By: Adellaide Nelson, Opinion Editor
2018 is a big year for the moon. You’ve probably heard about the supermoon on New Year’s Day (or night). People all over the world took pictures in which the moon appeared to be much bigger than usual. Also known as a Wolf Moon, a supermoon occurs whenever there is a full moon at the perigree of the moon cycle—when the moon is closest to the Earth. And even though everyone thinks this is a big, unusual event, it’s actually not that uncommon. There can be up to 6 supermoons in a year.
The cycle of the moon takes approximately 29 days, or four weeks. That means that a full moon occurs every month, or four in every season. But because a month is longer than a moon cycle, there are occasionally 13 full moons in one year. Such is the case with the New Year, 2018. A full moon occurred on January 1st, and because it was at its closest point in its cycle, it was a tiny bit closer. It did not appear bigger to the naked eye, though, although when people hear that it’s bigger, they think it is. It’s a perceptual illusion. In reality, ‘supermoon’ is a misnomer. It’s like going from a 14-inch pizza to a 15-inch pizza and calling it a super pizza.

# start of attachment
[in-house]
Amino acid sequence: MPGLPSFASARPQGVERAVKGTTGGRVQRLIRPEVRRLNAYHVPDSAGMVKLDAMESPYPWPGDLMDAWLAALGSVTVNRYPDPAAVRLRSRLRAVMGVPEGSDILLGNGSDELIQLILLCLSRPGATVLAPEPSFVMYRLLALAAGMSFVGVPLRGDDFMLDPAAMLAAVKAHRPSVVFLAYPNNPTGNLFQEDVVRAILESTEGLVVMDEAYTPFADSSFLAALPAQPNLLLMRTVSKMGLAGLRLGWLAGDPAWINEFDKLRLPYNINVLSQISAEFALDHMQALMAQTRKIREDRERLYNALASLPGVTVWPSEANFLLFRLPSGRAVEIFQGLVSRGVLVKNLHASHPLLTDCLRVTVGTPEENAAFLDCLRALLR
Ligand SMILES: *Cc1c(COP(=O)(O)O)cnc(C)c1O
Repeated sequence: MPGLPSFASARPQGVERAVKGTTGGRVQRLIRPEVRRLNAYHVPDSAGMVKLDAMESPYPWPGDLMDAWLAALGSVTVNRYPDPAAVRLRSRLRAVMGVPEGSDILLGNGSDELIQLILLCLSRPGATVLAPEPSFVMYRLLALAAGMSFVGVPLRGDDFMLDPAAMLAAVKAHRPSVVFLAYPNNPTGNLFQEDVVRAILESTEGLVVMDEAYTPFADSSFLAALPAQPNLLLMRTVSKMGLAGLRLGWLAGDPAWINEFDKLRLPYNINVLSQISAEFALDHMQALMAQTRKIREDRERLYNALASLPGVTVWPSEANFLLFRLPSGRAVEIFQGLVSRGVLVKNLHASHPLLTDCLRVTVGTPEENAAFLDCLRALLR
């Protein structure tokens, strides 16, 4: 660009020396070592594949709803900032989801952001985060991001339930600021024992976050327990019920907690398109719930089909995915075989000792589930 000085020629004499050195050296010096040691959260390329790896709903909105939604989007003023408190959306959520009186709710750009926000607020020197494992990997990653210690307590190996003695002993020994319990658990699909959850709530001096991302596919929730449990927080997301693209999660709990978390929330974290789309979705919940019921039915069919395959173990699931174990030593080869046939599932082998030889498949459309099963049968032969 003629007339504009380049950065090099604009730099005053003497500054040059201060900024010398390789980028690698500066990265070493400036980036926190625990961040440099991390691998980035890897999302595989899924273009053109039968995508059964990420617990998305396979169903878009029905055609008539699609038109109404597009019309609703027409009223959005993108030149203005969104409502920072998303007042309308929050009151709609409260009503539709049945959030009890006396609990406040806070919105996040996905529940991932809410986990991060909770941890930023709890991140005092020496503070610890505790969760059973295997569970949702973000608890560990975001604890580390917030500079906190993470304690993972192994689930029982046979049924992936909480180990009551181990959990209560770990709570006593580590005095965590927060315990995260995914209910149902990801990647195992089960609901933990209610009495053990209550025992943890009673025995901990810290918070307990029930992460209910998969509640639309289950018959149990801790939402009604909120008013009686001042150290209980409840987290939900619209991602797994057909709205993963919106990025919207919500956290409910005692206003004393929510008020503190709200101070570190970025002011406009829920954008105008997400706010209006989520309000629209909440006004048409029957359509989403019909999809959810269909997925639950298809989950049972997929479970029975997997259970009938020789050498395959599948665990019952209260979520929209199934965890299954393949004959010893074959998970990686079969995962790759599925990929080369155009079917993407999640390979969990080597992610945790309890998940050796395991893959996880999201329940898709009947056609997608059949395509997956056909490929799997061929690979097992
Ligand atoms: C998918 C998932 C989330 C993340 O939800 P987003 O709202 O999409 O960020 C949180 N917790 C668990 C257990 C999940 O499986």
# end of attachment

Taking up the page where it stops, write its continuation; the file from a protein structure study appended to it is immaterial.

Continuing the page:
One supermoon is not the only unusual moon event happening this year. January is also a Blue moon month—there will be a second full moon on the 31st. This will also be called a supermoon because it will still be close to perigree. According to the old Algonquin titles, it will be a Snow moon. A blue moon in January also means that February won’t get a full moon. The next full moon will be on March 1st, called the Worm moon. And 29 and a half days later, we’ll see yet another full moon—on March 31st, the Pink moon will be the fourth full moon in three months. This is very unusual. Two blue moons will not occur again for 19 years, in 2037.
Even if the moon isn’t actually super big and bright, it’s still a phenomenon. So don’t miss a spectacular sky whenever there’s a full moon. But if you do miss it, no sweat—there’ll be another one soon.
News Editor: Elizabeth Needham, Emanuel Abebe
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